AG: Did you understand the message of the performance? If so, what helped you understand? the body movements, the sound, or the video?
EM: I read the project description before arriving, so I had some of those conceptual themes in my head. I felt like the sound and video did a lot to support the transitions and phases of the movement throughout. The performers responded to the shifts in sound and video helping the experience feel like a cohesive whole, while preserving specific moments of interest throughout. The entire experience invited slow looking and attention to detail.
Rosy Simas Danse, “she who lives on the road to war” (2022) at Wiesman Art Museum. Photo Credit: Ellen Mueller
EM: This performance took place at multiple venues – where did you see the experience and how did that context and the arrangement of space affect you?
AG: I saw the performance at All My Relations Gallery. The space was arranged in a way that the dancers came out from the back and walked into a hallway to get to the main stage where the installation was. People could sit in the hallway area as well, and that is where I was sitting. I got to see the dancers next to me while they were walking into the space. That made me feel integrated as part of the performance since some of the projections were pointing at me as well. The people sitting in front of the stage area had to look back and see the dancers walking through that hallway, and they saw that they were next to me. I not only felt a part of it because of that but mainly because I feel at home at that gallery and can relate to the Indigenous message of the performance since I am part Indigenous of the Americas. It was definitely more impactful to me to have seen it at that gallery as well, as I noticed some of the public were Indigenous as well and the staff there are Indigenous.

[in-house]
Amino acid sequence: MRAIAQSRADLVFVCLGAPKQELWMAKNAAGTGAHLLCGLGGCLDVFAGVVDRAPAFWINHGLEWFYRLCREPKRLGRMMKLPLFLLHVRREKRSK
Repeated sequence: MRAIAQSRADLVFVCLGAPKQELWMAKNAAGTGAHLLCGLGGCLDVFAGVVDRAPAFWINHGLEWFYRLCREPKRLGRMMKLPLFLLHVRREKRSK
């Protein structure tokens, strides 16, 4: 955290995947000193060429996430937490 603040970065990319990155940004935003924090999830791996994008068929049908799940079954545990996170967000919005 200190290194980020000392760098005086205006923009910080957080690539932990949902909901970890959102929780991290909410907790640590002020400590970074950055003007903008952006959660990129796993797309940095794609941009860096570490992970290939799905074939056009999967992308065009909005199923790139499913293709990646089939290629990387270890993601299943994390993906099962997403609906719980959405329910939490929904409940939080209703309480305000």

Rosy Simas Danse, “she who lives on the road to war” (2022) at Wiesman Art Museum. Photo Credit: Ellen Mueller
EM: I would also like to ask you about your understanding of the performance – what were the key elements for you and what was most impactful?
AG: Using the nature sounds, the sticks, and the leather that is all part of our ancestral land was beautiful. Those were the main tools used, as well as the body language. All these elements together had an impact on me, as to understand our connection to this land. The way that their bodies were interacting with each other also made me think of our connection to other indigenous and non-indigenous people and how nature connects us as well. Their body language indicated meditation, grief, love, and energy. After reading the statement about the performance, I thought it was great that they focused on how the dancers were connected to Rosy Simas’s studio in their own artistic ways, and that was something great to hear about at the after-talk that I stayed for. I thought it added to the richness of how we connect to one another outside of the performance.